Last week, I talked about my intermittent fasting and keto results. What I didn’t mention is the impact it had on my menstrual cycle. I didn’t mention it because I hadn’t experienced it yet. After realizing that my keto experiment had extended my cycle, I decided to dig further and research how intermittent fasting and the keto diet can affect women’s menstrual cycles. In this post, I will talk about the main ways intermittent fasting and the keto diet can affect a women’s cycle and give you some practical tips to implement this lifestyle safely.
Common Effects of Intermittent Fasting and Keto on Women’s Cycles
If you decide to give intermittent fasting and keto a try, you may notice it affects your menstrual cycles. Many women experience the following:
- Longer or irregular cycles
- Improved fertility
- Less painful periods
As usual, you will need to experiment and see what works best for you.
The HPA Axis
Women’s hormones are regulated by three different glands:
- Your hypothalamus (in your brain)
- Your pituitary gland (also in your brain)
- You adrenals (at the top of your kidneys)
These three glands interact together. This interaction is known as the hypothalamic-pituitary-adrenal (HPA) axis. Diet and stress are factors that will impact the HPA axis.
Main Ways Intermittent Fasting and Keto Can Affect Your Cycle
The Keto diet and intermittent fasting are combining three main factors that can affect your cycle: carbohydrate restriction, calorie restriction, and stress. All of these factors have the same thing in common: they cause an increase in cortisol.
There isn’t much evidence that carbohydrate restriction in itself cause menstrual dysfunctions, but some studies suggest it is a possibility.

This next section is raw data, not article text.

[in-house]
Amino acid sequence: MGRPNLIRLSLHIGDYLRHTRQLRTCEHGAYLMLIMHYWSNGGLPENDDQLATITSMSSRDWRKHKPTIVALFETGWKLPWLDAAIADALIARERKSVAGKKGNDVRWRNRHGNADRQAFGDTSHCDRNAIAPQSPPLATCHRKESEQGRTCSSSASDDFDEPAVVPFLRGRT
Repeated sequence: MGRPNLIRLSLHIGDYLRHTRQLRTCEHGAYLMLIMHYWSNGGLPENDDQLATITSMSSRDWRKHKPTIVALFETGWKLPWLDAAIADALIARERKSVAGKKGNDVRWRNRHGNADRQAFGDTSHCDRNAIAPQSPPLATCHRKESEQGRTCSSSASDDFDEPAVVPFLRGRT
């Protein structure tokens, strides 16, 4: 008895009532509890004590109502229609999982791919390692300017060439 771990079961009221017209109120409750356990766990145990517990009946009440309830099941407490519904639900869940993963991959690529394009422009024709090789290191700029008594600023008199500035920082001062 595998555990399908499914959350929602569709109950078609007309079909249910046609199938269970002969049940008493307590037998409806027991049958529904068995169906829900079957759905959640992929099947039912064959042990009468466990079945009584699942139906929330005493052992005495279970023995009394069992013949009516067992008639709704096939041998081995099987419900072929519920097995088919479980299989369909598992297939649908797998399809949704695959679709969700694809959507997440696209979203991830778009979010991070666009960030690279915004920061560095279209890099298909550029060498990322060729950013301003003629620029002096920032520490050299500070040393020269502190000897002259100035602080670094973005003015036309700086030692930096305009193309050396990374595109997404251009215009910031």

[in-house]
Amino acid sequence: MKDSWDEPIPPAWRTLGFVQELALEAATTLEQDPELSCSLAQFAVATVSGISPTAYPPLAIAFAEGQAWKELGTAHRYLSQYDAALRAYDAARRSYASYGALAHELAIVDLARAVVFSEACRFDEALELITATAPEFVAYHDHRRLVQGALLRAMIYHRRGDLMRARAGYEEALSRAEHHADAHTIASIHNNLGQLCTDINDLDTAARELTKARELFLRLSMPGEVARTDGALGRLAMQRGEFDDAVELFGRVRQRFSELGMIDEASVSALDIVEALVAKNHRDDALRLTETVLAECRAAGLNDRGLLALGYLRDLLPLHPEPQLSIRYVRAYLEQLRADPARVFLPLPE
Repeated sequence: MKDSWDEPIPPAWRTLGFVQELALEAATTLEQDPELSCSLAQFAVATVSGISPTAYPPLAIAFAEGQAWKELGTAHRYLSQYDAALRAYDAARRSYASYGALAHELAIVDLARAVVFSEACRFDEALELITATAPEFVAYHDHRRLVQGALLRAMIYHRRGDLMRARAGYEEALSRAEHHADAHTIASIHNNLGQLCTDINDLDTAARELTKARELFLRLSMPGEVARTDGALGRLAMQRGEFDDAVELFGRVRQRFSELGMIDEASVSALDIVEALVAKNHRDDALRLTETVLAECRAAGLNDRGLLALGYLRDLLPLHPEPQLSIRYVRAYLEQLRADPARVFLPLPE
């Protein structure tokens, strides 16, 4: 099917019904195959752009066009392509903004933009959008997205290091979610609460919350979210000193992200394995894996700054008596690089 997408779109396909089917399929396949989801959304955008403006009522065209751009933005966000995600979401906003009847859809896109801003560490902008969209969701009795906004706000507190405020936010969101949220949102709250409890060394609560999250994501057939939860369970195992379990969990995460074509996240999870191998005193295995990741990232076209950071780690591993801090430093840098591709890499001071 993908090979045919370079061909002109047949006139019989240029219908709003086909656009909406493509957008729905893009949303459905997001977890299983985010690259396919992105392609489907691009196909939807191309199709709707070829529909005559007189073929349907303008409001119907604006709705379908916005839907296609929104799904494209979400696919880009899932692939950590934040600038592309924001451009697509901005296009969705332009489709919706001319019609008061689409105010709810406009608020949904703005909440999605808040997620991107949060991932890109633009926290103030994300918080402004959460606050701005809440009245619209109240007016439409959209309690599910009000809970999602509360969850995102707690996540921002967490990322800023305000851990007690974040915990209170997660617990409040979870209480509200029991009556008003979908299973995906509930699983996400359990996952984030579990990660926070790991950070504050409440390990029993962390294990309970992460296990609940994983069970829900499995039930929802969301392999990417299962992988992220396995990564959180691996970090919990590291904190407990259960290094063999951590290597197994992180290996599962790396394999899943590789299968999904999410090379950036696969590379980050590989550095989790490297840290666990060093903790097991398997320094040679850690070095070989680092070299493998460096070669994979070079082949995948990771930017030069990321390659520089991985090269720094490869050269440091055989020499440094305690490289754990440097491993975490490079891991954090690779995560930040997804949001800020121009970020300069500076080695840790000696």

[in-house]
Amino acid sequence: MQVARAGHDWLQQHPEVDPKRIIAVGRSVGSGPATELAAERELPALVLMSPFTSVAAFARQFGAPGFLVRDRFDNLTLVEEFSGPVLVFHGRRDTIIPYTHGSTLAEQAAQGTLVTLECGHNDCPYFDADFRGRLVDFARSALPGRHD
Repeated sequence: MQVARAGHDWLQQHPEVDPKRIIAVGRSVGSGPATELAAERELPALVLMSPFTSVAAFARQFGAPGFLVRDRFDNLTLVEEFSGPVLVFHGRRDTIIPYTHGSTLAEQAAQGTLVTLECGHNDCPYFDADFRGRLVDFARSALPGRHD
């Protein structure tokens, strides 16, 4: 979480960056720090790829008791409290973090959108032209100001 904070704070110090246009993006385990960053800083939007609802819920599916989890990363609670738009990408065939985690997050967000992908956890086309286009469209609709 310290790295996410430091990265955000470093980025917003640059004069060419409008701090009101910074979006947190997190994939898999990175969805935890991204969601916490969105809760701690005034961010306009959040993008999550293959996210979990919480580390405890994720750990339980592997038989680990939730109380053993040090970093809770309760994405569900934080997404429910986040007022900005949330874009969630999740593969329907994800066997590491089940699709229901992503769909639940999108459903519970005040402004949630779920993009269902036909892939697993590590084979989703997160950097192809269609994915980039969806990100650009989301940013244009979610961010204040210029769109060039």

For example, this particular study is interesting because it demonstrates the impact of macronutrient intake on hormonal function regardless of weight loss. Even though the subjects were men, it seems to indicate that a low carbohydrate diet enhances cortisol regeneration. Cortisol is a stress hormone and it may affect your cycles (read on for more info about that). That being said, some studies found an association between dietary fat restrictions and amenorrhea. We could hypothesize that any macronutrient restriction or change in diet could be a stress on your body.
Calorie Restriction or Weight Loss
Calorie restriction and weight loss have been known to affect women’s hormones for a long time! A woman’s body is extremely sensitive to energy fluctuations. Your body may perceive calorie restriction as a threat and shut down all “non-essential” body processes (like your menses).
Moreover, body fat produces leptin and there is a correlation between the amount of leptin circulating in your body and the activity of your hypothalamus. You need a threshold amount of leptin to signal the hypothalamus to kick off your menstrual cycle.
Calorie restriction and carbohydrate restriction are physiological forms of stress similar to exercise. However, implementing intermittent fasting and the keto diet may also cause some emotional/psychological stresses that will impact your cycles. For example, you may:
- Feeling deprived
- Feeling overwhelmed by a felt lack of understanding of how to “do it right”
- Having to learn a new way of cooking
- Not having a friend or a spouse who can share this particular way of eating
All these issues may create some stress that you will need to overcome. Stress releases cortisol, which affects your hormones.
A Word About Cortisol
As I mentioned already, there is some evidence to suggest that a low-carb diet, calorie restriction, and stress increase cortisol levels. It’s not necessarily a bad thing. Cortisol increases your metabolism, which increases fat burning. It even may lower inflammation!